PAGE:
Don't use mocking libraries

Submitted by Larry on 14 September 2018 - 7:25pm

I am all for testing. Whether you always write unit tests in advance as Test Driven Development (TDD) advocates call for, write them after, write them alongside, a little of each, I don't care. Tests are your friend. You want tests, and specifically you want good tests.

There's a lot of opinions on what constitutes a "good" test, of course, and much is subjective to the type of code you're working on. However, since the release of PHP 7 I've found that while writing tests... I am never using a mocking library. In fact, I'm going to go as far and say that

PHP: Use associative arrays basically never

The other day I was working on some sample code to test out an idea that involved an object with an internal nested array. This is a pretty common pattern in PHP: You have some simple one-off internal data structure so you make an informal struct using PHP associative arrays. Maybe you document it in a docblock, or maybe you're a lazy jerk and you don't. (Fight me!) But really, who bothers with defining a class for something that simple?

But that got me wondering, is that common pattern really, you know, good? Are objects actually more expensive or harder to work with than arrays? Or, more to the point, is that true today on PHP 7 given all the optimizations that have happened over the years compared with the bad old days of PHP 4?

So like any good scientist I decided to test it: What I found will shock you!

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Larry 30 June 2018 - 4:59pm
Quick and easy PHP code generation testing

Recently I was working on some PHP code (for the PHP-FIG) that involved code generation. Lots of systems these days are doing code generation (compiled dependency injection containers, ORM classes, etc.), but surprisingly I've avoided having to touch that code myself until now.

Of course, like any good developer I was writing tests for it as I went. That meant needing to test that the generated code was valid PHP syntax and did what I wanted it to do.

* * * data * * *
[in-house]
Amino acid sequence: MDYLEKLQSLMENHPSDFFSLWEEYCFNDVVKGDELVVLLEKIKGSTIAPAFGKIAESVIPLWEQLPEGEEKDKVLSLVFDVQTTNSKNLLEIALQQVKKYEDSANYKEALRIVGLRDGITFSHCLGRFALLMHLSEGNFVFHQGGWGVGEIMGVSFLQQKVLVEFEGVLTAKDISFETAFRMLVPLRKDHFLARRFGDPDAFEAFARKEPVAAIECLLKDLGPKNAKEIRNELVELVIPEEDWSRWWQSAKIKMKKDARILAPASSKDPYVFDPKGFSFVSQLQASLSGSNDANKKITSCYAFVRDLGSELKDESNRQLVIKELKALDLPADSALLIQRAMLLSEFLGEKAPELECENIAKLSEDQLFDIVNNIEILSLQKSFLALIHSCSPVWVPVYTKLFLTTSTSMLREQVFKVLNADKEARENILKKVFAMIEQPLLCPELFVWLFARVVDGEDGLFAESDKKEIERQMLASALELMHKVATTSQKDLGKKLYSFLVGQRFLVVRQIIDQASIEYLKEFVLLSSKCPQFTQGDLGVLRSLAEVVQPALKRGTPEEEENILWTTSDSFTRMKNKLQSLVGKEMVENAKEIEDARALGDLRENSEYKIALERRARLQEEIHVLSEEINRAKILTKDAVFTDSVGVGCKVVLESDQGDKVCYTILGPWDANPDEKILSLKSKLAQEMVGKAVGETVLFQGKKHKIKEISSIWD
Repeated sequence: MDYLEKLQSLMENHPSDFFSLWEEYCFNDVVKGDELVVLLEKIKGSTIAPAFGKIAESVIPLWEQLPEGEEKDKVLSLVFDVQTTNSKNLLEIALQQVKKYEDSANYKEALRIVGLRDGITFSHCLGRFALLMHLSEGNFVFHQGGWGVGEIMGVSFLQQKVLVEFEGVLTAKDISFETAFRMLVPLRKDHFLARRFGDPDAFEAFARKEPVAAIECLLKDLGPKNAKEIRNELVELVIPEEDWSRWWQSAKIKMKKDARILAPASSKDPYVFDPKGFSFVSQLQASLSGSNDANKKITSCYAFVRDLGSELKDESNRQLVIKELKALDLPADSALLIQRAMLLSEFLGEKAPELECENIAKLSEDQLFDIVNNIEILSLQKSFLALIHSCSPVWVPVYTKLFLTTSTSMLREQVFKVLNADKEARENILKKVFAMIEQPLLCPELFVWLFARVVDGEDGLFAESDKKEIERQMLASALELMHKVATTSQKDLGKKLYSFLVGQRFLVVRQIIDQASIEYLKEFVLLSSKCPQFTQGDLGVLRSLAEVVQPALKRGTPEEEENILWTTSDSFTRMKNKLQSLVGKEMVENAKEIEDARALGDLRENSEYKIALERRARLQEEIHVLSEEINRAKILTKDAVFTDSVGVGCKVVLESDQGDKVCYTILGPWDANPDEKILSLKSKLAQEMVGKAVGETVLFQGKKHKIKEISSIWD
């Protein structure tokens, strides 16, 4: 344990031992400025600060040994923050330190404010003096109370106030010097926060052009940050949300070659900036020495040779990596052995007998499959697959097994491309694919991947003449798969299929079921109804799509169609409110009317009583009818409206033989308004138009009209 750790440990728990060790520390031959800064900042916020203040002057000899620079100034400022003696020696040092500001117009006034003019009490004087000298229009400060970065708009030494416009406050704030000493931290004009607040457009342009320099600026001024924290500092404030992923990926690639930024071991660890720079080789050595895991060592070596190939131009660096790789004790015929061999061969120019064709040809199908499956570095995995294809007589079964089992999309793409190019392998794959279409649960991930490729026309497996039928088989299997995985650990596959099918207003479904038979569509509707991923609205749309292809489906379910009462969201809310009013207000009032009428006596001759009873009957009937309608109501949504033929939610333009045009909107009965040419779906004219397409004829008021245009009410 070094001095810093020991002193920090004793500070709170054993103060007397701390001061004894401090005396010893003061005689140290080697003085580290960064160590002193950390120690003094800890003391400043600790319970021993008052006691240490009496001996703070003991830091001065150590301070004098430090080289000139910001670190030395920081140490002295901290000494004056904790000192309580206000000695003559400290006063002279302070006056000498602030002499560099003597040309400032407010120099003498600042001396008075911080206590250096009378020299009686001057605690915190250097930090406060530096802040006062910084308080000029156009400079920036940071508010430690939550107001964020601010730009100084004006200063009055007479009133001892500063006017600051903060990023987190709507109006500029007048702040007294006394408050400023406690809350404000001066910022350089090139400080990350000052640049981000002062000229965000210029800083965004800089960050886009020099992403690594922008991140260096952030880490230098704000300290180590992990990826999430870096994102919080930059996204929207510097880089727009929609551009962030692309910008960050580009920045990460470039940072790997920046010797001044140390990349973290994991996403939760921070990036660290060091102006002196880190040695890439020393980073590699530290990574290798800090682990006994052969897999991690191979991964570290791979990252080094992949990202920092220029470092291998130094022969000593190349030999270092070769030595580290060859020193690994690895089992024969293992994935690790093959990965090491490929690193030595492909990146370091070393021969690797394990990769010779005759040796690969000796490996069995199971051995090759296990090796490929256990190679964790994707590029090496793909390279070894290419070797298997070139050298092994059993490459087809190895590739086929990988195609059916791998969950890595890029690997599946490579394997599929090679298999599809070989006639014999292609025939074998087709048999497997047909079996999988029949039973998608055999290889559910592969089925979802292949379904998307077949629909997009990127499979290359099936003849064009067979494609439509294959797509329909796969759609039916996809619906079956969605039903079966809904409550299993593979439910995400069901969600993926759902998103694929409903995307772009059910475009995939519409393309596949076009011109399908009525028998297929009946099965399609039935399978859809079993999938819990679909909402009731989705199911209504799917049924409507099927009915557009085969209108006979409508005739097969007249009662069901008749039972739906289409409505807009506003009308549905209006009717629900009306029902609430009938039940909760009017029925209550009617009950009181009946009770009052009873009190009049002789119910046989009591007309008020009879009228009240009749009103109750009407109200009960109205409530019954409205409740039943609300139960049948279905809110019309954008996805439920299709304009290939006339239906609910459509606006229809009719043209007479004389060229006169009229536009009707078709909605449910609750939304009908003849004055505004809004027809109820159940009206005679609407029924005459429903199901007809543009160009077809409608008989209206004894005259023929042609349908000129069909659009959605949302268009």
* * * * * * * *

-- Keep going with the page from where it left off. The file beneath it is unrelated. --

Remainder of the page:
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Larry 22 June 2018 - 9:40pm
The 3 paragraph pitch

Earlier this week a fellow PHP public figure tweeted saying that I write great session proposals for conferences. After I finished blushing I reached out to him and we talked a bit about what it was he likes about them. (Whatever I'm doing right, I want to know to keep doing it!)

Based on that, I figured it would be educational to dissect how I go about writing session proposals for conferences and hope that conference organizers don't catch on to my tricks. :-)

Larry 20 October 2017 - 6:21pm
Best practices are contextual

Articles, blog posts, and Twitter debates around "best practices" abound. You can't swing a dead cat without bumping into some article espousing the benefits of designing and building software a certain way. (Side note: What kind of sick person are you that you're swinging a dead cat around? Stop that! You're desecrating the dead!)

Larry 23 August 2017 - 6:51pm

Don't go low

Submitted by Larry on 16 April 2017 - 2:09pm

This is a very uncomfortable time for Drupal. It seems there has been a great deal of concern and discomfort lurking just below the surface for a while, and recent events surrounding me have brought them all to the forefront at once. It's going to take some time to unravel it all. Hopefully it can be a learning process for many.

For the moment, though, there's one particular point I want to address, and particular people I want to address it to: Don't be an asshole, not even in my defense.

Regarding the continued mystery

Submitted by Larry on 5 April 2017 - 10:34am

Since my last post Dries and Megan have issued a new joint statement on the ongoing mystery regarding my removal from DrupalCon and the gossip campaign against me. To date, I have focused my public posts mainly on my experiences, my beliefs, and the prejudice with which I have been treated by select members of the Drupal community and by select (if powerful) members of Drupal's leadership. However, I feel the latest joint post from Dries and Megan last Friday deserves a more direct response.